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Kim Novak's Rep Defends Actress' Use of Term 'Rape' in Variety Ad

Jan. 2004: Actress Kim Novak arrives for a screening of the 1958 [Alfred Hitchcock] film 'Vertigo' in which she starred, at the Egyptian Theatre in Hollywood. (REUTERS)

Rape crisis groups are angry over actress Kim Novak’s assertion that she has been "raped" by the makers of the Oscar contender “The Artist” because the film used a score from one of her old movies. But Novak’s camp isn’t offering up any apologies.

Novak’s long time manager Sue Cameron told Fox411: “There are all kinds of rape including the rape of one’s soul. All rapes are violent acts and all victims should be supported.”

Lynn Blanco, the CEO of the Rape Crisis Center in San Antonio, Texas, and herself a victim of rape, disagrees.

“When rape is used in a way that overdramatizes a situation that did not include an actual rape it diminishes the suffering of the thousands of men, women and children who have suffered from the crime,” she told Fox411.com.

In a full page ad taken out in the trade magazine Variety, Novak, 78, uses the word "rape" to describe how she felt when “The Artist” used parts of Bernard Herrmann’s love theme from the movie “Vertigo,” which Novak starred in with James Stewart, to score their movie.

“I want to report a rape,” the ad begins. “I feel as if my body – or, at least my body of work – has been violated by the movie, ‘The Artist.’”

Novak concluded her ad by saying: “It is morally wrong for the artistry of our industry to use and abuse famous pieces of work to gain attention and applause for other than what they were intended.'"

Having an idea stolen is not the same as having your body violated, Blanco said. “We are talking about a horrible and despicable crime,” she explained.

“Does a body of work really equate with a human body and soul brutalized and sexually violated? Ms. Novak would no doubt argue that it does. Some victims (and others) would agree. But others may not,” Karla Miller, the Executive Director of the Rape Victim Advocacy Program in Iowa City, Iowa told Fox411.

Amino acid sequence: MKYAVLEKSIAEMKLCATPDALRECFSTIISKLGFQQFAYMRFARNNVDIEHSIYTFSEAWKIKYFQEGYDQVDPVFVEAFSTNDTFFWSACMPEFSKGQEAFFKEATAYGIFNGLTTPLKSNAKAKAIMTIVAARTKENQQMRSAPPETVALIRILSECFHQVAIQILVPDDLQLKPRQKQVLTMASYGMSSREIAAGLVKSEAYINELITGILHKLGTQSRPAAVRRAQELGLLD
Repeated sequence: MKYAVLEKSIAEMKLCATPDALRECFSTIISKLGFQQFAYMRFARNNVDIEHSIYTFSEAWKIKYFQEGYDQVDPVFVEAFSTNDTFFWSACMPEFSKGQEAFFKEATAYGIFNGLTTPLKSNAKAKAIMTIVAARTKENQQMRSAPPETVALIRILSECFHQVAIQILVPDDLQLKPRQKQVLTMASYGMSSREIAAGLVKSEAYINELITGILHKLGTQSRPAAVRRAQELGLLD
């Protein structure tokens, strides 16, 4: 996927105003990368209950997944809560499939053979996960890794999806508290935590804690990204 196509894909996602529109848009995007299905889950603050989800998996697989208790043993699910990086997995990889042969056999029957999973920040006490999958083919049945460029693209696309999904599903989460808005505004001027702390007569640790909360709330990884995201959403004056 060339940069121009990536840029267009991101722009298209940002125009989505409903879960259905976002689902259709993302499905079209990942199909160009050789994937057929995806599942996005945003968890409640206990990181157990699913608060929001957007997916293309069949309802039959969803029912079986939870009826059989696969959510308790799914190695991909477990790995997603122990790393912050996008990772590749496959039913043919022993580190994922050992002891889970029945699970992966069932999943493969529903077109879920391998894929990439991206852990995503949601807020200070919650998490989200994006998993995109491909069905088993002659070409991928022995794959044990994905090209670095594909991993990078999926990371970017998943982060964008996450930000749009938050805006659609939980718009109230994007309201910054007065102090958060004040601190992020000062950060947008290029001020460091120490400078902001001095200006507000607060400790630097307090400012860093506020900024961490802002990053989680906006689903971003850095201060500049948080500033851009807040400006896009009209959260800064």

Novak isn’t the first celebrity to be criticized over the use of the term "rape." In the November issue of Vanity Fair, Johnny Depp used the word to describe how much he hated having his picture taken in photo shoots.

"Well, you just feel like you’re being raped somehow. Raped ... It feels like a kind of weird -- just weird, man," Depp said. "Whenever you have a photo shoot or something like that, it’s like -- you just feel dumb. It’s just so stupid,” Depp said. 

The actor later sent a sincere letter of apology to RAINN, the Rape, Abuse and Incest National Network saying he was “truly sorry for offending anyone in any way” and that it “was a poor choice of words on my part in an effort to explain a feeling. I understand there is no comparison and I am very regretful.”

Twilight actress Kristen Stewart similarly apologized after she told British Elle magazine that she felt like she was being raped when paparazzi shots were taken of her.

“I really made an enormous mistake – clearly and obviously," Stewart said.

The misuse of the word rape can actually harm victims of the actual crime, Blanco added. “Using the word in this way can actually silence victims from telling their stories," she said. "It reinforces the idea that rape is not serious or important enough to report.”

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